A Geek With Guns

Chronicling the depravities of the State.

Violent Criminals are Trying to Recruit Potential Computer Experts

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One of the most violent gangs in the United States has begun actively recruiting individuals who show a high aptitude in computer skill. I would advise parents to talk with their children and warn them against joining the ranks of psychopaths such as the National Security Agency (NSA) and Department of Fatherland Motherland Homeland Security (DHS):

The secretary of that agency, Janet Napolitano, knows she has a problem that will only worsen. Foreign hackers have been attacking her agency’s computer systems. They have also been busy trying to siphon the nation’s wealth and steal valuable trade secrets. And they have begun probing the nation’s infrastructure — the power grid, and water and transportation systems.

So she needs her own hackers — 600, the agency estimates. But potential recruits with the right skills have too often been heading for business, and those who do choose government work often go to the National Security Agency, where they work on offensive digital strategies. At Homeland Security, the emphasis is on keeping hackers out, or playing defense.

“We have to show them how cool and exciting this is,” said Ed Skoudis, one of the nation’s top computer security trainers. “And we have to show them that applying these skills to the public sector is important.”

One answer? Start young, and make it a game, even a contest.

This month, Mr. Jaska and his classmate Collin Berman took top spots at the Virginia Governor’s Cup Cyber Challenge, a veritable smackdown of hacking for high school students that was the brainchild of Alan Paller, a security expert, and others in the field.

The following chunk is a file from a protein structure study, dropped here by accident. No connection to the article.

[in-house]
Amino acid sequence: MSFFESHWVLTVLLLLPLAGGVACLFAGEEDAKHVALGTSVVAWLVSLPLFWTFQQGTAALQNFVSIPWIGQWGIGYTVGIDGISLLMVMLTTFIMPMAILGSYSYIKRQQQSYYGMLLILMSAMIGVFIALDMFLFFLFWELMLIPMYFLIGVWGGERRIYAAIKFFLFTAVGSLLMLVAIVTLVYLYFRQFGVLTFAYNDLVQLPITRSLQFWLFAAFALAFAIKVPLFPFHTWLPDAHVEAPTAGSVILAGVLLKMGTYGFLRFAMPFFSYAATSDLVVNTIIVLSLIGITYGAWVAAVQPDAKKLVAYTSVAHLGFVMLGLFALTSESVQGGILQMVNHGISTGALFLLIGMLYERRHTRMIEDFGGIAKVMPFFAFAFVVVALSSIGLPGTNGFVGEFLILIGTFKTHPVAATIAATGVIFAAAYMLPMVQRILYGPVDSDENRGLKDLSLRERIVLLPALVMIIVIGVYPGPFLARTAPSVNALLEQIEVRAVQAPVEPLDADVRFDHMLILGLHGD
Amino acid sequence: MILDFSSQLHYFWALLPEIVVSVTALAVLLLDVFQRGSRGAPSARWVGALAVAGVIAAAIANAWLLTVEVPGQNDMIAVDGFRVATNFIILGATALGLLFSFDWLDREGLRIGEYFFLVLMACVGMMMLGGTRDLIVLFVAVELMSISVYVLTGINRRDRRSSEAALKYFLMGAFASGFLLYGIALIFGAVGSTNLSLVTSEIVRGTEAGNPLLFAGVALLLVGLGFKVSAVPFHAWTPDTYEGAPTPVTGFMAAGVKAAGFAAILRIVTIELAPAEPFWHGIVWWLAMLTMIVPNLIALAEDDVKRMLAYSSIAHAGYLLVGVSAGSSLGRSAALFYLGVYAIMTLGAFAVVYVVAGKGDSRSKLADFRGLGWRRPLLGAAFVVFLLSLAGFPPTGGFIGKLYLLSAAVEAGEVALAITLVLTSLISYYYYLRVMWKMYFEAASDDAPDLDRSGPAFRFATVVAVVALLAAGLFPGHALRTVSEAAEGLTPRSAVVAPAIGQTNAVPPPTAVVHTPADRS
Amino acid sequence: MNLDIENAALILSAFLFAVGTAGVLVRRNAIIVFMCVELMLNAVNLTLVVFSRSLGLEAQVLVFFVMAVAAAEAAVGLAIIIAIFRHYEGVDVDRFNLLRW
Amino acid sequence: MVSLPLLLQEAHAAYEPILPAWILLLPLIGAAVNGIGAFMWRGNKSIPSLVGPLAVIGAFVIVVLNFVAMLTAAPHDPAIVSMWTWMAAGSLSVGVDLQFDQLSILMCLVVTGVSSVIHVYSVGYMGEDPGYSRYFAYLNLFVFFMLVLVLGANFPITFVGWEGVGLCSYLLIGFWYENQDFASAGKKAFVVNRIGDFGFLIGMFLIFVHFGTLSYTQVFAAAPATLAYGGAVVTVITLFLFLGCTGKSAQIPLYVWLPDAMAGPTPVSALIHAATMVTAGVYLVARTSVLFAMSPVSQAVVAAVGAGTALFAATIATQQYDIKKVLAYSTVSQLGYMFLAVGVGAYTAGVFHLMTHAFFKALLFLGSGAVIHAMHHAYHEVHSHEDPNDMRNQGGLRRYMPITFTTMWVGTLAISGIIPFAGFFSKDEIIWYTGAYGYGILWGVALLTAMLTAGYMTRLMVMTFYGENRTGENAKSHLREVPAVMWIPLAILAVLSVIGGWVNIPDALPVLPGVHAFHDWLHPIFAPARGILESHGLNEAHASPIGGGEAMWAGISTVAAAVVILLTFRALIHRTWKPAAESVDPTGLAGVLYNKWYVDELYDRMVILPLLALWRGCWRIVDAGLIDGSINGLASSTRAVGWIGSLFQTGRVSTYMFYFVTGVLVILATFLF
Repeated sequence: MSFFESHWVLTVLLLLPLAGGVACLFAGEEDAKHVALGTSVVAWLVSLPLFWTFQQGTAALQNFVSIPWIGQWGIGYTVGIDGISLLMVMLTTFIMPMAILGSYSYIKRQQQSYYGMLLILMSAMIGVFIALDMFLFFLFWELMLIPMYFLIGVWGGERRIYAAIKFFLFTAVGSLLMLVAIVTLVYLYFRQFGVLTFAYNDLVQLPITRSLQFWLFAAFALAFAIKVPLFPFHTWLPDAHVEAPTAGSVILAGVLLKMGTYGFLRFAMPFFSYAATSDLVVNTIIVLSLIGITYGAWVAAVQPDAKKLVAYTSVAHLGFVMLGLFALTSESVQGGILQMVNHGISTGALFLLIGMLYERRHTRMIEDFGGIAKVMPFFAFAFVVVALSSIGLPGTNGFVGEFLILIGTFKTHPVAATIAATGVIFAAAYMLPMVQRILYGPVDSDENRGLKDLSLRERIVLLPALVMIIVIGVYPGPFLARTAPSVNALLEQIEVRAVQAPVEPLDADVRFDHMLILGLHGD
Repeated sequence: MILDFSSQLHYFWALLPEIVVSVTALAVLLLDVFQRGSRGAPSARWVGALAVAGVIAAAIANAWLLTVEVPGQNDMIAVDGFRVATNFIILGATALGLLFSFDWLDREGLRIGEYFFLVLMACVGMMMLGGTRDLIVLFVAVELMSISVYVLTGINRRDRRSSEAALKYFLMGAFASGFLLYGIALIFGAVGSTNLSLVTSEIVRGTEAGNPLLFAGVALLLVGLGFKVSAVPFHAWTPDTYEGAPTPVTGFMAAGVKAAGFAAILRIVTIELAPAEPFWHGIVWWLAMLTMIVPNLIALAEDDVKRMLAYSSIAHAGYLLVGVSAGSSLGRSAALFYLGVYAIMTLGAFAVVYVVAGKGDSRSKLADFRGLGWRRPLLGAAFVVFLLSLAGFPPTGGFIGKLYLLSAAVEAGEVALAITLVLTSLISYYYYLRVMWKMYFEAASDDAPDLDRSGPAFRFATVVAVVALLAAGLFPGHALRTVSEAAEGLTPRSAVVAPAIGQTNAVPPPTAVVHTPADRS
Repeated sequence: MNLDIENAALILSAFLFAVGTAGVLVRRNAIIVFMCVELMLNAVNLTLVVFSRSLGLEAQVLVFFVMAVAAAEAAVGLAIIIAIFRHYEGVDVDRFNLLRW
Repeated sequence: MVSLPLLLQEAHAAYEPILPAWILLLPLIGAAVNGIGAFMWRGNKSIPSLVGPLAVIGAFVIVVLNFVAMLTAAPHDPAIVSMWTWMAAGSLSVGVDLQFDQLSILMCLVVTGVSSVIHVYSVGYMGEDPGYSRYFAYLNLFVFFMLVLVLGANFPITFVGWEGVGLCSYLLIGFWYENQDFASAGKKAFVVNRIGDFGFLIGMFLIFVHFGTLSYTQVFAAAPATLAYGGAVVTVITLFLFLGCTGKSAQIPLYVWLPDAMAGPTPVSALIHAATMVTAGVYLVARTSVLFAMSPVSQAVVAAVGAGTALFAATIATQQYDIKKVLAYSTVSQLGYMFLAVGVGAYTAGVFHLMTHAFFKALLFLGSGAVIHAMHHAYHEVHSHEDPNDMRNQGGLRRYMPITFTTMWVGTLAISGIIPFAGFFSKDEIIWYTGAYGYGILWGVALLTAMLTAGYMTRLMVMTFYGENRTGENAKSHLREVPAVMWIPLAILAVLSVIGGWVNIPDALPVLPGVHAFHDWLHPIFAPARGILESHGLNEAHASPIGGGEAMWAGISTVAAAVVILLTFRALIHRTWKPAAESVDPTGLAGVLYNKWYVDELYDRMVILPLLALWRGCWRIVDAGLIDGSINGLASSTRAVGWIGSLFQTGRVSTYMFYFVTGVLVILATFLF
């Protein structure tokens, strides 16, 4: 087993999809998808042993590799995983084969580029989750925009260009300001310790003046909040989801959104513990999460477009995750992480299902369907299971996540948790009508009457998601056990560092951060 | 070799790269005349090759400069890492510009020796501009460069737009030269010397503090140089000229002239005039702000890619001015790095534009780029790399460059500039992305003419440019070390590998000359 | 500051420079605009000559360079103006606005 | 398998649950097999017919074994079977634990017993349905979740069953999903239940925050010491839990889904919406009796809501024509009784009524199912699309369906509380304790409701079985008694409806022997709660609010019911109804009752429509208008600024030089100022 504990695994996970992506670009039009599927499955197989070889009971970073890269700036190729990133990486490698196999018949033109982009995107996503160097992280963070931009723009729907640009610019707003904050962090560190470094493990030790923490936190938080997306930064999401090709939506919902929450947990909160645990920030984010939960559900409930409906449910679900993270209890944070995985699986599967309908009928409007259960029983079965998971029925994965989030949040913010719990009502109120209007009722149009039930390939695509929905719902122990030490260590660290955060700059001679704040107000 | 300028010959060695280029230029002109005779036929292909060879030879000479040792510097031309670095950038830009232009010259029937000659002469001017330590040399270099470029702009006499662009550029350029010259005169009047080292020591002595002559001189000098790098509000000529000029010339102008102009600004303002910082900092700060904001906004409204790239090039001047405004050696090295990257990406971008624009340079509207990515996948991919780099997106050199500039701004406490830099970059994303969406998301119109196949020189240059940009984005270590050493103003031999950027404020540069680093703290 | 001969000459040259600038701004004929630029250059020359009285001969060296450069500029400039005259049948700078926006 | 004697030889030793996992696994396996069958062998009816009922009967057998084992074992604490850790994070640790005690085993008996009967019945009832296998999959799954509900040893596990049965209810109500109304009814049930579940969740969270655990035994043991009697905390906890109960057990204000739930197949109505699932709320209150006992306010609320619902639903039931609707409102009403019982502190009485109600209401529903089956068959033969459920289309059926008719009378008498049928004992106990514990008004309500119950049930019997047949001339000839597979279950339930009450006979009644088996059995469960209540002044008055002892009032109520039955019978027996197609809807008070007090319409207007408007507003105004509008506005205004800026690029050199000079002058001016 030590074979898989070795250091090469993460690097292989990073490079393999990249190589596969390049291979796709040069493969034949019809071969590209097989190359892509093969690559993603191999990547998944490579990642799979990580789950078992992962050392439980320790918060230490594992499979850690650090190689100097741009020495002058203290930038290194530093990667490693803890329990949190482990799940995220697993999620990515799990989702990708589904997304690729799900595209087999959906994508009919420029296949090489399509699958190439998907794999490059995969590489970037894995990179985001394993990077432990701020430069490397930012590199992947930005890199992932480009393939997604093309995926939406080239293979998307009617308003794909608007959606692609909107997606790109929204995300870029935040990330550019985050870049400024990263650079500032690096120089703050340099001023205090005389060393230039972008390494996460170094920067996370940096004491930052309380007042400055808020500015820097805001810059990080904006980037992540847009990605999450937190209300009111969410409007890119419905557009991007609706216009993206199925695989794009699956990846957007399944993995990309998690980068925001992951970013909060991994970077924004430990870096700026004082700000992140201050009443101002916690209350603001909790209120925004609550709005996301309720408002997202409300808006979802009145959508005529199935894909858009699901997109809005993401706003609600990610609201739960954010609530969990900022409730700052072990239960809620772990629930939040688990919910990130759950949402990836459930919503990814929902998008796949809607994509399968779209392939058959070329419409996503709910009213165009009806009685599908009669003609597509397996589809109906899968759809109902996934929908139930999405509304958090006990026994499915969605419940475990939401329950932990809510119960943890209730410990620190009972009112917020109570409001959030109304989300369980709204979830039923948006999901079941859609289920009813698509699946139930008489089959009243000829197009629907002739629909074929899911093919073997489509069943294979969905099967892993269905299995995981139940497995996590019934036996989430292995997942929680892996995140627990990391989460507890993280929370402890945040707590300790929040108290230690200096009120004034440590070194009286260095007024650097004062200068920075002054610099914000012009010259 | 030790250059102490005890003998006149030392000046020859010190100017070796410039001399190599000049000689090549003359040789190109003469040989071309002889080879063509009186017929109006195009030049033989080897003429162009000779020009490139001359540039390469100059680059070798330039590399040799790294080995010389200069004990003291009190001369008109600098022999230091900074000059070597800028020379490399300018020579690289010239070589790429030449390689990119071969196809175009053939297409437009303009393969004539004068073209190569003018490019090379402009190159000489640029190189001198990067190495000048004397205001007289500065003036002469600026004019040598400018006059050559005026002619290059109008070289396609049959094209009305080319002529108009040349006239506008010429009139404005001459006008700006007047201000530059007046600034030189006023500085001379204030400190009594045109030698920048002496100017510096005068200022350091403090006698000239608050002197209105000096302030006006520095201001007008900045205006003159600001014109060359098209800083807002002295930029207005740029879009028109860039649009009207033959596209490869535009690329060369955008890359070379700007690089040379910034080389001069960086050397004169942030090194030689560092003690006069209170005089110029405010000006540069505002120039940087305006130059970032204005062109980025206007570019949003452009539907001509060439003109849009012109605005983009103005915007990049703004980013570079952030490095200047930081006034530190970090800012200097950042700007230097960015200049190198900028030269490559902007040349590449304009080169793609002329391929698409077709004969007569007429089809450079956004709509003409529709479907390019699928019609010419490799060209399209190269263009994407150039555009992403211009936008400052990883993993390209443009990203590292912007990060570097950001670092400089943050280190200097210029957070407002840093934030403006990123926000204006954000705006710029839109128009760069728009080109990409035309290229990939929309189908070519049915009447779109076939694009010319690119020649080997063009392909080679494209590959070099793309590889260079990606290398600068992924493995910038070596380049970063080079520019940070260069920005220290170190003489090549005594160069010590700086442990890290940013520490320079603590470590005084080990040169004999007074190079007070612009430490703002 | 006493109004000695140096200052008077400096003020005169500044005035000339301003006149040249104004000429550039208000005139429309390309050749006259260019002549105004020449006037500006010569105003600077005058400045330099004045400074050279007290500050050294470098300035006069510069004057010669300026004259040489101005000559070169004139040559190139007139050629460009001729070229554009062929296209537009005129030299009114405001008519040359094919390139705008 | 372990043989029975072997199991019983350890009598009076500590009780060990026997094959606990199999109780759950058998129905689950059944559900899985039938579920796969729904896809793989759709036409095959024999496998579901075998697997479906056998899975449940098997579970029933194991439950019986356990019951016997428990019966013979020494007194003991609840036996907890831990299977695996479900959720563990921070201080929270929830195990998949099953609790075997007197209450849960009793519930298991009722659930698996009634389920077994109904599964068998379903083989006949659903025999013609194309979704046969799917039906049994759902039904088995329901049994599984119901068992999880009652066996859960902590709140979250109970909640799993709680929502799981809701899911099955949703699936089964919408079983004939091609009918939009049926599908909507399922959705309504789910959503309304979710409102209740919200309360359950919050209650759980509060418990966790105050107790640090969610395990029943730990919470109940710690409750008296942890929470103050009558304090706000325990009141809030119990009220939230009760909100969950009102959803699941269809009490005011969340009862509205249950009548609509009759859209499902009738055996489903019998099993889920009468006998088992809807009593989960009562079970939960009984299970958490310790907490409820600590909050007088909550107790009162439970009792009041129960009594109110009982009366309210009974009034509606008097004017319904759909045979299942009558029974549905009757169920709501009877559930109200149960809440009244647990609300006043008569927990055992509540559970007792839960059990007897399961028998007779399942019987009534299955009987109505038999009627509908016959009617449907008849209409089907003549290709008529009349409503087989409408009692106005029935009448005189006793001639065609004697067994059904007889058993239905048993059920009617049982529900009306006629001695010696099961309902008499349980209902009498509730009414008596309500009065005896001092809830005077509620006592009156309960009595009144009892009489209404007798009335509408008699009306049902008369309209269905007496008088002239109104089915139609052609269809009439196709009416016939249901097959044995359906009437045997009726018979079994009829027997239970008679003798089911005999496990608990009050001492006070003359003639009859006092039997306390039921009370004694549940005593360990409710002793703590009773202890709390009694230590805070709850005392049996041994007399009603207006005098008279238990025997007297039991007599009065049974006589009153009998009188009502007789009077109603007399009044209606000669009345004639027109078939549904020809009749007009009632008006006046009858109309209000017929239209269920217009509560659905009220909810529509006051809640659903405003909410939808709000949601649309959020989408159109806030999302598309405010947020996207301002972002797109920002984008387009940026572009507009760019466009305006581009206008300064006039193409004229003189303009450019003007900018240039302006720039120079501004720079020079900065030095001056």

With military exercises like NetWars, the competition, the first in a series, had more the feel of a video game. Mr. Paller helped create Cyber Aces, the nonprofit group that was host of the competition, to help Homeland Security, and likens the agency’s need for hackers to the shortage of fighter pilots during World War II.

The job calls for a certain maverick attitude. “I like to break things,” Mr. Berman, 18, said. “I always want to know, ‘How can I change this so it does something else?’ ”

Between drones and these types of competitions it appears that the United States government is continuing its track record of exploiting young children by making war feel like a video game. What the government recruiters don’t talk about are the harsh realities of war. In the case of computer security working for the government means working for the entity that is actively trying to suppress free speech on the Internet. This entity has continued to push legislation such as the Stop Online Piracy Act, Preventing Real Online Threats to Economic Creativity and Theft of Intellectual Property Act, and Cyber Intelligence Sharing and Protection Act. In addition to pushing destructive legislation this entity has also actively worked against free speech by seizing domain names of websites it finds undesirable (without any due process, of course). This entity has even go so far as to relentlessly pursue an individual for being a proponent of free speech and free information. By every definition of the word the United States government is a terrorist organization.

If you or somebody you know is an upcoming computer expert I urge you to urge them to work on projects that help protect Internet users from the psychopaths in the United States government. The Tor Project and I2P are always looking for more developers. Those of us that want to preserve free speech, free information, and privacy online need more advocates of cryptographic tools such as OpenPGP, Off-the-Record Messaging, and encrypted voice communications. Young computer savvy individuals should work on becoming experts in such technology, encourage their friends to use such technology, and work on the next generation of such technology.

Fortunately, for those of us that work against the United States government’s continuous attempts to censor the Internet, most people described by the state as computer hackers are not fond of authority and are therefore more likely to pursue non-state employment instead of working for the monster that labels them criminals.